In September, results were published showing how three of five paralysed spinal cord injury patients that underwent revolutionary new treatment involving electrode stimulus were able to walk again with minimal assistance. The breakthrough, achieved by doctors in Kentucky, U.S.A, involves electrical stimulation of the area of the spinal cord that has lost contact with the brain, combined with an intense course of physio therapy.
While not a miracle cure, and ineffective in cases where the spinal cord has been completely severed, the development does offer new hope for the millions of paraplegics around the world who have lost their ability to walk following a serious spinal injury.
The findings, published in the New England Journal of Medicine, involved two separate teams of scientists. Co-author Dr Claudia Angeli of the Kentucky Spinal Cord Injury Research Centre, which is hosted by the University of Louisville, is hopeful that the new technology, termed epidural stimulation, will mean millions of patients who have been told they will not walk again may defy those expectations.
The treatment involves an implant of a device made up of 16 electrodes being inserted into the lower back below the injury between a bone in the spine and the spinal cord. While patients, with the help of a supporting harness, are exercised on a treadmill by physiotherapists moving legs and feet in a walking motion, the electrodes send pulses stimulating the remaining nerves. This, it appears, allows them to hear the ‘faint’ signals still reaching them through the brain.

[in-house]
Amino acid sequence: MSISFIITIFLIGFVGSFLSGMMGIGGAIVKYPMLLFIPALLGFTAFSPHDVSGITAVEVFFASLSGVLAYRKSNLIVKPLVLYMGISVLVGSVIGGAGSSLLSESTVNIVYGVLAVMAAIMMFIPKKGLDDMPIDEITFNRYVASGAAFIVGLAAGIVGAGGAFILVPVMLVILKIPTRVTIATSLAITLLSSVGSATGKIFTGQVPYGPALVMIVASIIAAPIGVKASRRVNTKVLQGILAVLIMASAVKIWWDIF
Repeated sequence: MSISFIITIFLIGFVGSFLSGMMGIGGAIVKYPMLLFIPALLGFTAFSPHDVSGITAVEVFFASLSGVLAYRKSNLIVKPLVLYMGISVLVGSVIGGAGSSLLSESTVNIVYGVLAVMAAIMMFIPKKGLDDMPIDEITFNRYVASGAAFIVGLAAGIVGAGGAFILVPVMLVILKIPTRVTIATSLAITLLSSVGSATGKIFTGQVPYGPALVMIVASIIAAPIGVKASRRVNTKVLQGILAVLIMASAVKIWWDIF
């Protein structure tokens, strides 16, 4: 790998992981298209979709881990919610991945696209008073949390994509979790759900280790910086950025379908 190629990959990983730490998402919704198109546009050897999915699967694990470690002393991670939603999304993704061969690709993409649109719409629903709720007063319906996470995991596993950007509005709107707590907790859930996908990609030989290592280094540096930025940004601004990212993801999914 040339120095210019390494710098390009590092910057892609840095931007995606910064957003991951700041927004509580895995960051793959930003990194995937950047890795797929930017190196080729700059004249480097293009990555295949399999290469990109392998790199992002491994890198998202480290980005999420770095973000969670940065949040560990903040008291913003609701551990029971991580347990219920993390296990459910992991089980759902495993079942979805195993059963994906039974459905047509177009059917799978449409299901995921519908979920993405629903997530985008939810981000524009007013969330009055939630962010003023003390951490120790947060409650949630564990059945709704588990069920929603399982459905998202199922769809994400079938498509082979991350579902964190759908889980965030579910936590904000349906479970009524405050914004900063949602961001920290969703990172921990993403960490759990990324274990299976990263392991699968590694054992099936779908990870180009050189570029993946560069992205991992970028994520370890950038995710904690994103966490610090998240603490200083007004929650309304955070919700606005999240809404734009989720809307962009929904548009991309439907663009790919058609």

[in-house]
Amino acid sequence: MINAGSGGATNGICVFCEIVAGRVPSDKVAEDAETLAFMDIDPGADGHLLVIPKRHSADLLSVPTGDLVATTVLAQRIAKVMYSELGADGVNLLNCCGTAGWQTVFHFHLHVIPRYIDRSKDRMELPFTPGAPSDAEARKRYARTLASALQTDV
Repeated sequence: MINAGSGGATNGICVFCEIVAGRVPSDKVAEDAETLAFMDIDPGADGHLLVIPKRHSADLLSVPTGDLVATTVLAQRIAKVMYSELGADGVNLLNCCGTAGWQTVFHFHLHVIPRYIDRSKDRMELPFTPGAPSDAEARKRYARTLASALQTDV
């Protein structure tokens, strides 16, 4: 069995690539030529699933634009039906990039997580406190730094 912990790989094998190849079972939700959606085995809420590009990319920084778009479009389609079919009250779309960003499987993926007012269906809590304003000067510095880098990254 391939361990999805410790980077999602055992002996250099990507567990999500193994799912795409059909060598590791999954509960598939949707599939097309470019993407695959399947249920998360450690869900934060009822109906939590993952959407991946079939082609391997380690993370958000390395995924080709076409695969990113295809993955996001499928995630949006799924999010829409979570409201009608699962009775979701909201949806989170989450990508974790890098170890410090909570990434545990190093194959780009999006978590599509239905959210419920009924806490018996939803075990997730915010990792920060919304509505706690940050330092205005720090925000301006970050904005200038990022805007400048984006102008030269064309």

The nerve system in the spinal cord actually controls most of functions related to movement of the legs and feet and requires minimal input from the brain. Stimulating these nerves via electrodes during assisted walking activity allows them to interpret the faintest of command whispers from the brain and act on them, controlling the legs, feet and trunk stability. Unfortunately, patients still have issues with balance as this comes from the brain. But with some support such as walking sticks or assistance from another person, 2 of the four Kentucky patients, who had not been able to walk for at least 2.5 years, were able to following months of sessions. The fifth patient the treatment has worked for was part of a separate research project carried out by a combined team from Minnesota’s Mayo clinic and UCLA.
The electrode implant is not even the latest technology in the world but simply an adaptation of a device originally made to help with pain relief. The next step for researchers will be to transition the treatment from a continuous pulse to the electrodes to one that is only activated when the brain sends the signal that the person wishes to move their legs.
In a separate branch of research around spinal cord injuries, biotech rather than tech is the preferred approach. The Nicholls Spinal Injury Foundation is supporting research into a technique that combines the transplant of nerve cells from a patient’s nose with nerve fibres. It is showing promise and it is hoped will offer a ‘natural’ and permanent alternative for spinal cord injury patients.